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Crossing the Gulf of Mexico in a 39 ft Kadey Krogen Trawler

Captain Chris Yacht Services
Crossing the Gulf of Mexico in a 39 ft Kadey Krogen Trawler
Get ready Gulf of we come! Raring to go just before sunrise.
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Making any open water crossing can be a daunting experience…But WITH EXPERIENCE it can be another beautiful day on the water. When we are young children our parents and teachers encourage us to practice, practice, practice, honing our skills. That same advice will take you to the next level of cruising with confidence.

Captain Chris Yacht Services is invited to help make the crossing of the Big Bend from Panama City, FL to the Tampa Bay area. The owner of this 39 foot Kadey Krogen has done the trip before but still has a bit of trepidation. This overnight non-stop run gives him more experience in continuous open water cruising. Having seasoned Captains aboard gives him peace of mind. Weather windows are short due to a number of c-c-cold fronts ripping across the country and this window is no exception. If we are lucky it will stay open a little while longer.
We arrive at the Panama City marina and stow our gear and groceries. It’s a good idea to put on some extra, easy-to-fix grub in the event the seas pick up and no one volunteers to be the galley wench. Pretzels and ginger snap cookies are two of our favorites as they help calm a rumbly tummy. Best to have just-in-case items aboard and safety equipment is no exception. We always travel with immersion suits and discussed that with this owner prior to the trip. He asks that we bring an extra for him as his trawler is not equipped with a life raft. After we complete our engine checks it is time for instructions on how to don the immersion suit. The easy to follow steps are written on the outside of the carry bag but there are tricks to wearing this floatation device. Lots to prepare for yet hope to never need.

Casting off at first light, the winds are calm but a light drizzle begins our 200+ mile crossing. A cargo ship is also leaving port so we give her a wide berth while the pilot boat retrieves the pilot from the ship. We head out 30 miles to clear the shoals of Cape San Blas then change course, steering directly for Egmont Channel Sea Buoy and the entrance to Tampa Bay. This open water crossing is different than running north and south on the Atlantic coast because there is NO ONE out here in the Gulf.

Fortune smiles on us for this December crossing. Most boats have already headed south before the holidays since the fronts are quite active from November on through March. We have coordinated a buddy boat arrangement with another crew we trust. They plan to travel at the same speed heading for the same destination and between the two boats we have a gazillion days of experience on the water. Buddy Boating can be a help or a hindrance so be sure you know the skill and intent of the other captain before you agree to make a voyage together. To help pass the time during a long night, our helmsmen can chat on the VHF with our buddy boat while others in our crew get some rest.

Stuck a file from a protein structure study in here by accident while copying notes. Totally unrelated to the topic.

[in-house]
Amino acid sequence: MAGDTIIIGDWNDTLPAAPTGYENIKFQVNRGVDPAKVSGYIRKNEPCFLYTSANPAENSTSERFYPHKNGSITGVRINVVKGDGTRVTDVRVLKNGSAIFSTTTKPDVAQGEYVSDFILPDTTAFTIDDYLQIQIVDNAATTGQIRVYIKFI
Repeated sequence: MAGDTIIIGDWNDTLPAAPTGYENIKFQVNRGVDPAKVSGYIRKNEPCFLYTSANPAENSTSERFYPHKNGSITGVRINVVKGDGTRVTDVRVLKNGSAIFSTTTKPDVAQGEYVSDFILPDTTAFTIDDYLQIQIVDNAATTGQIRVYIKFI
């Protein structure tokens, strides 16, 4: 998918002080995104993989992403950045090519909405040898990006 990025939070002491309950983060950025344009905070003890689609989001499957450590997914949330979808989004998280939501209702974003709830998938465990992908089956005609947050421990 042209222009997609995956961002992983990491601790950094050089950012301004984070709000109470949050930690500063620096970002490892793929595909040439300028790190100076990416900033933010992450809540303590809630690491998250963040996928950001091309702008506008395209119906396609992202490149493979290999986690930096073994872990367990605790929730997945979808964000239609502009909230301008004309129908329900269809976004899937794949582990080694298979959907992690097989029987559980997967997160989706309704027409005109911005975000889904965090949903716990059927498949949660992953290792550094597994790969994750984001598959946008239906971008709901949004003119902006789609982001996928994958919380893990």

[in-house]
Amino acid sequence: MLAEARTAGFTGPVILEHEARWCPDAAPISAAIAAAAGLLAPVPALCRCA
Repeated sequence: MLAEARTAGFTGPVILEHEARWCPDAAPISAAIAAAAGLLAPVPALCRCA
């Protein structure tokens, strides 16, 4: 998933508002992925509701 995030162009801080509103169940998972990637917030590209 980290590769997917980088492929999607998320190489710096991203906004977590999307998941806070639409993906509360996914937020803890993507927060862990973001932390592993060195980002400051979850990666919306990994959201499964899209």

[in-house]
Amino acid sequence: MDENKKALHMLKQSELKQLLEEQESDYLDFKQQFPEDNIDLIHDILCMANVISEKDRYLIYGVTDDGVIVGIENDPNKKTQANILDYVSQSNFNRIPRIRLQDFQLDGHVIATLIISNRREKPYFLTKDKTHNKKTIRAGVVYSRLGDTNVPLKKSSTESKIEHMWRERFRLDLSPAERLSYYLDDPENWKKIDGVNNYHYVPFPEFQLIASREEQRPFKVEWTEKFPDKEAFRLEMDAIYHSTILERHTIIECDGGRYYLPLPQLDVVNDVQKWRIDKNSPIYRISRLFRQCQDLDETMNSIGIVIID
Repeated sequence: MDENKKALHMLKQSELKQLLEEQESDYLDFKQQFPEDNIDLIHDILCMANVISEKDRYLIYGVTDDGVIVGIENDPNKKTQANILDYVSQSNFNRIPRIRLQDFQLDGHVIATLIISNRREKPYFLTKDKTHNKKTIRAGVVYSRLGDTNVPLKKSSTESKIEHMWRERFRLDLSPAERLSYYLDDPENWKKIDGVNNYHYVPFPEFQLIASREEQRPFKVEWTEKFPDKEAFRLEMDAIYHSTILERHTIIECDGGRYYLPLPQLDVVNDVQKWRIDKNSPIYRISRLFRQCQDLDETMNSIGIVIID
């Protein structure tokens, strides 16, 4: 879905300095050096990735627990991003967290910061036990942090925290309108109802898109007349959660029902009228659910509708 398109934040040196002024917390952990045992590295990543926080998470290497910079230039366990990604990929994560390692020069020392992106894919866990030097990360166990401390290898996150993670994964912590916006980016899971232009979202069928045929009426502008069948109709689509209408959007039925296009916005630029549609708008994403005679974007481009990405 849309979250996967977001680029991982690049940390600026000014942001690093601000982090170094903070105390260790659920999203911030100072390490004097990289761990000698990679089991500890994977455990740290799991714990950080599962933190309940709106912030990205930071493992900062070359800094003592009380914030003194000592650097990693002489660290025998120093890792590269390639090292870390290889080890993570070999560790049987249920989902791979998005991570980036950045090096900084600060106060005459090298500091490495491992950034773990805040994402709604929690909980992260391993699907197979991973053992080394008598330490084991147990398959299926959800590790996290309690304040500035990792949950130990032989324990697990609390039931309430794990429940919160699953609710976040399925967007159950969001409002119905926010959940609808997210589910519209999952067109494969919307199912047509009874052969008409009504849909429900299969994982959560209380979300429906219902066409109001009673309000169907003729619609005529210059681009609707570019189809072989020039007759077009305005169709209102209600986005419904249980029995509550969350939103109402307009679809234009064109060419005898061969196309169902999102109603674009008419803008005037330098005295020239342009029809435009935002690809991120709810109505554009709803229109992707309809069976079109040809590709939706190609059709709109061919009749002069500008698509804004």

The seas are a nice 2-4 throughout the first day actually becoming calmer after sunset. The almost blue moon is bright, guiding us most of the night. Our weather window seems to be holding. Hints of daybreak streak the sky before our second sunrise but the winds are growing restless. As the sun gets higher, so do the waves. Thankfully the champagne stern of the Kadey Krogen is designed to handle following seas and she doesn’t disappoint. Using the binoculars to scan the horizon we spy an anchored freighter marking the channel entrance to Tampa Bay. Land Ho! And are we glad this trawler has active fin stabilizers when we make our turn at the sea buoy. It’s a regular washing machine out here. Even the dolphins are jumping funny.

Docking at 5pm after thirty-four hours on the open water, our leg of the journey is complete. We made a plan, adapted it for the weather and kept safety in mind throughout the journey…and it was worth it! This trawler owner now has more open water experience taking him to the next level of cruising with confidence.

Our buddy boat follows behind as we leave the Marina in Panama City just before sunrise.
So nice to relax in the pilot house after setting the autopilot on the proper course.
Sunset on a terrific day out on the Gulf of Mexico.
We can keep an eye on Captain Chris as he makes an engine room check. This owner had a wonderful camera set up which allowed us to switch from a view of the engine room to a view from the stern...and a view of what's on the satellite TV in between.
Entertained by dolphins riding the bow. Getting dark so we won't go out on deck anymore unless we have to. Time to get out the night vision monocular.
Sunrise! Still no sight of land. We have a few more hour to go.
Captain Chris has much to smile about - we're almost there and everything is ship shape. The weather is starting to flex it's muscles but we're in the right boat to make a crossing.
Here comes the predicted front. What do you know? NOAA was right this time!
We must be close to civilization. A shrimp boat at work, rain or shine.
This freighter marks our entrance to Tampa Bay. Although at anchor, we still give her a wide berth, just in case.
Look closely...we were trying to focus on our buddy boat just ahead. Instead, the bumpy seas let us capture a few friendly dolphin welcoming us to south Florida.
There's our buddy boat, glad for the active fin stabilizers as the swirling waves try to toss us about.
We're in the Bay and out of the wind...REALLY!
Sunset on the other side of the Gulf of Mexico. Another great crossing...Thanks for having us aboard Donnie!
Almost forgot! We never needed the Immersion Suit but it's a wonderful tool to have for the just-in-case.

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